New Jersey and Asbestos Exposure
New Jersey has the unfortunate distinction of serving as an asbestos epicenter: asbestos is naturally abundant in the state, and countless New Jersey residents and workers have been harmed or killed by the crystalline mineral’s toxic effects. However, New Jersey also stands out for being the state in which historic legal battles against asbestos have been waged. In fact, a New Jersey lawyer uncovered a great asbestos scandal in 1977: Karl Asch exposed a conspiracy between Raybestos and Johns-Manville to keep the dangers of asbestos hidden from the public.
The population of New Jersey grew by approximately 1 million people between 1980 and 2000. During that time, almost 3,000 people died from asbestos-related illnesses. As a result, those who live or work (or previously lived or worked) in contaminated areas should be tested for mesothelioma complications. Some examples of contaminated areas include oil refineries, power plants, and shipyards.
According to a data registry from the Agency for Toxic Substances and Disease, asbestos exposure may be especially high among oil industry employees. Since petrochemicals are both toxic and highly flammable, employees at New Jersey refineries wear heavily insulated protective gear – and historically, a major component of that protective gear was asbestos.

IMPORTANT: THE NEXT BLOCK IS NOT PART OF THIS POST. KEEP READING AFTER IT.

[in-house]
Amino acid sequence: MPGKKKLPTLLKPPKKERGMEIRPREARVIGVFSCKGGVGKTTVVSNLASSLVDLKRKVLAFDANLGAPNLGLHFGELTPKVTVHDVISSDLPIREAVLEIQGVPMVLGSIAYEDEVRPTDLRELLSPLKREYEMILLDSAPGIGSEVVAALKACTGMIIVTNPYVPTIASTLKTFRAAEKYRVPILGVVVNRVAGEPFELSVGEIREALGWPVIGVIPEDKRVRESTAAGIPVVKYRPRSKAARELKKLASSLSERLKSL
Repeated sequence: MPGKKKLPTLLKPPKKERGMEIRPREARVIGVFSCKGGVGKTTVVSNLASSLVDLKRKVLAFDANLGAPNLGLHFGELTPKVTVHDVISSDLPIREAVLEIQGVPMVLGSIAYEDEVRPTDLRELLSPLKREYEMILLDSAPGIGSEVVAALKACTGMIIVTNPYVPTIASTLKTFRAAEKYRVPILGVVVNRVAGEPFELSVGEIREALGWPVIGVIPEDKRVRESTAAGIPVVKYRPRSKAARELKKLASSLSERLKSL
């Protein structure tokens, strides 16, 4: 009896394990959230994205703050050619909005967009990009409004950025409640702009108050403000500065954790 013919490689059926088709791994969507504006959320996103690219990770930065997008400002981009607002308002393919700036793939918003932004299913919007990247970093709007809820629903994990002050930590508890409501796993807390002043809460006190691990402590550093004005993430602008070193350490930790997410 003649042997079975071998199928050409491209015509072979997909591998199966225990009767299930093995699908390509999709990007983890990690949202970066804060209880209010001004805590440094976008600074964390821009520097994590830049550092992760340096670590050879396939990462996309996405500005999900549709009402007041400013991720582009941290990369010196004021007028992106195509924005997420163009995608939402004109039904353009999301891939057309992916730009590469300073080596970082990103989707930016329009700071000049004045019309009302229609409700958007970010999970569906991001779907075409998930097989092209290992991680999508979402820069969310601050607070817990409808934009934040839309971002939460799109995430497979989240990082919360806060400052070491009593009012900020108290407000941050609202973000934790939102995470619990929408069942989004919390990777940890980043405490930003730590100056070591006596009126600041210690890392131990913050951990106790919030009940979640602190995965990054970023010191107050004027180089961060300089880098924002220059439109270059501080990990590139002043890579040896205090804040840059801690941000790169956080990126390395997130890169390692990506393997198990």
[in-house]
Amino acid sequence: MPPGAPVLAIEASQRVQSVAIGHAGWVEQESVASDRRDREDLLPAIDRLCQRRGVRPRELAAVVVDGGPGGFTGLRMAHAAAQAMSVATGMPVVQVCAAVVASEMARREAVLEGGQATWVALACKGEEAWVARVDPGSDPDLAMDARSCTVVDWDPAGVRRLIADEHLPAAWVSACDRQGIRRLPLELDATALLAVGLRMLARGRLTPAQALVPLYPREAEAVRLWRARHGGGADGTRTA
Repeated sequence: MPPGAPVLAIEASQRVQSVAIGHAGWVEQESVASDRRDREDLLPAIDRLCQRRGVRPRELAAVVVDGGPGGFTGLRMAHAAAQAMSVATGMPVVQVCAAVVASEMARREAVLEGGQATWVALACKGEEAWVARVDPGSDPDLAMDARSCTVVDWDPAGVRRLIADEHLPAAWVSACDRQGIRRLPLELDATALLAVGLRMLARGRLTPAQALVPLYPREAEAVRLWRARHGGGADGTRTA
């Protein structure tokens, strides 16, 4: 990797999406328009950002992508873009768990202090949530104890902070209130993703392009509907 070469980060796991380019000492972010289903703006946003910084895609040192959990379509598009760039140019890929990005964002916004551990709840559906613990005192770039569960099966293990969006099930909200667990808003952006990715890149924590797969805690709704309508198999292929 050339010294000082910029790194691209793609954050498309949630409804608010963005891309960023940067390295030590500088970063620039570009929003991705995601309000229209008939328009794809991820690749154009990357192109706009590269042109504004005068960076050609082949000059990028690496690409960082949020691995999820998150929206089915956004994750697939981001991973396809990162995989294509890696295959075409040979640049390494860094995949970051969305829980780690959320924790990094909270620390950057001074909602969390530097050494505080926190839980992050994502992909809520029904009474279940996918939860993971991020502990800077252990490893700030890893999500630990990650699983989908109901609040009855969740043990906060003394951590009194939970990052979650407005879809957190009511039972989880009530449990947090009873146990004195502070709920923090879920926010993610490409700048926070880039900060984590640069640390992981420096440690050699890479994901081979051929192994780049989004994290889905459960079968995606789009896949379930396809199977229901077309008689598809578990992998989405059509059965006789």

New Jersey power plant workers may also be at high risk for asbestos exposure. Statistics from health centers indicate higher-than-average rates of lung complications among electricians, plumbers, and other maintenance personnel working at power plants. Asbestos may be present in the panel partitions, electrical cloth, and other materials that they regularly come into contact with.
Navy veterans are among the war veterans with the highest rates of asbestos-related diseases. More than 70 years ago, naval vessels started to use asbestos in order to prevent fatal fires. The ironic result is that perhaps as many enlistees died from respiratory illnesses as from combat fatalities. Data from the National Cancer Institute suggest that shipyard workers may also be at increased risk of developing asbestos disease.
Although the field of asbestos-related diseases is becoming a subspecialty, most doctors in this field are not known specifically as asbestos disease doctors. Rather, they are known as oncologists, thoracic surgeons, respiratory therapists, and similar types of specialists.